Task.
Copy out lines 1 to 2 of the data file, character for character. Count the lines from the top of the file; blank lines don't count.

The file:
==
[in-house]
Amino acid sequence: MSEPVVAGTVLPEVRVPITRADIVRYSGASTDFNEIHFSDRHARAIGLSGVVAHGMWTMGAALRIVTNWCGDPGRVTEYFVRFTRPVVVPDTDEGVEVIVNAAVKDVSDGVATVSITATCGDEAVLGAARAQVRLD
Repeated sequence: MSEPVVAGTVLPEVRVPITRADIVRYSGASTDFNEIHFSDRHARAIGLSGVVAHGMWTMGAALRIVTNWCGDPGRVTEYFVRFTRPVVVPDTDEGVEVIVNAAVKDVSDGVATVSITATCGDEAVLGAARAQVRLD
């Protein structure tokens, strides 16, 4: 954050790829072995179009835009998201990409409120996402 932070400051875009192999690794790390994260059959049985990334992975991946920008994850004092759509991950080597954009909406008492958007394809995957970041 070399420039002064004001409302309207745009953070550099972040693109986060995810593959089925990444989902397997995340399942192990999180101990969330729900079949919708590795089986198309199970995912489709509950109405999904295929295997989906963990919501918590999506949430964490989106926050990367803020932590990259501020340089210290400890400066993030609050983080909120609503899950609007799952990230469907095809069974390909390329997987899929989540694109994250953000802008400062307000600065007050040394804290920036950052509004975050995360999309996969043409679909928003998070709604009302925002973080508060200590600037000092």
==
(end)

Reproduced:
[in-house]
Amino acid sequence: MSEPVVAGTVLPEVRVPITRADIVRYSGASTDFNEIHFSDRHARAIGLSGVVAHGMWTMGAALRIVTNWCGDPGRVTEYFVRFTRPVVVPDTDEGVEVIVNAAVKDVSDGVATVSITATCGDEAVLGAARAQVRLD